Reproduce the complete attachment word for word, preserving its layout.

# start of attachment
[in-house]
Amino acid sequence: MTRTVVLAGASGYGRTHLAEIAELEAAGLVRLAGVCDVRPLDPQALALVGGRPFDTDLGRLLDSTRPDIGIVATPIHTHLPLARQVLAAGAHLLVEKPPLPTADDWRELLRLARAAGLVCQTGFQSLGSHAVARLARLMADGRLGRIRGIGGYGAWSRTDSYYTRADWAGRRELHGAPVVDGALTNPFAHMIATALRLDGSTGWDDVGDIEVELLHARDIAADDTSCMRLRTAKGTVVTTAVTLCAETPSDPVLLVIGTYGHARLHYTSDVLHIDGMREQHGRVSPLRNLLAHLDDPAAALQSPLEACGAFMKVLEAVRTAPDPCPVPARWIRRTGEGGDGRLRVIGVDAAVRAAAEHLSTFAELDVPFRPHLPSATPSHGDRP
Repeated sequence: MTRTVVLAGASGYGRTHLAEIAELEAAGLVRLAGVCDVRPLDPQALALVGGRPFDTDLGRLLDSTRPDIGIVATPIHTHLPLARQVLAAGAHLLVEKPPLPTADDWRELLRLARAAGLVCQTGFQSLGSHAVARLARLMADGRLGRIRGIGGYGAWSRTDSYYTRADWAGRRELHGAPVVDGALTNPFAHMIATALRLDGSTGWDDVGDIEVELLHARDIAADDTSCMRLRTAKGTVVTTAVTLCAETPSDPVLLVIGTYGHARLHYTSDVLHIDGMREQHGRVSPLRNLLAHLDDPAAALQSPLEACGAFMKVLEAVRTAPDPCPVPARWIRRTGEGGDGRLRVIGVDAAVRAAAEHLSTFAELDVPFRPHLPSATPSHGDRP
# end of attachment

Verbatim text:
[in-house]
Amino acid sequence: MTRTVVLAGASGYGRTHLAEIAELEAAGLVRLAGVCDVRPLDPQALALVGGRPFDTDLGRLLDSTRPDIGIVATPIHTHLPLARQVLAAGAHLLVEKPPLPTADDWRELLRLARAAGLVCQTGFQSLGSHAVARLARLMADGRLGRIRGIGGYGAWSRTDSYYTRADWAGRRELHGAPVVDGALTNPFAHMIATALRLDGSTGWDDVGDIEVELLHARDIAADDTSCMRLRTAKGTVVTTAVTLCAETPSDPVLLVIGTYGHARLHYTSDVLHIDGMREQHGRVSPLRNLLAHLDDPAAALQSPLEACGAFMKVLEAVRTAPDPCPVPARWIRRTGEGGDGRLRVIGVDAAVRAAAEHLSTFAELDVPFRPHLPSATPSHGDRP
Repeated sequence: MTRTVVLAGASGYGRTHLAEIAELEAAGLVRLAGVCDVRPLDPQALALVGGRPFDTDLGRLLDSTRPDIGIVATPIHTHLPLARQVLAAGAHLLVEKPPLPTADDWRELLRLARAAGLVCQTGFQSLGSHAVARLARLMADGRLGRIRGIGGYGAWSRTDSYYTRADWAGRRELHGAPVVDGALTNPFAHMIATALRLDGSTGWDDVGDIEVELLHARDIAADDTSCMRLRTAKGTVVTTAVTLCAETPSDPVLLVIGTYGHARLHYTSDVLHIDGMREQHGRVSPLRNLLAHLDDPAAALQSPLEACGAFMKVLEAVRTAPDPCPVPARWIRRTGEGGDGRLRVIGVDAAVRAAAEHLSTFAELDVPFRPHLPSATPSHGDRP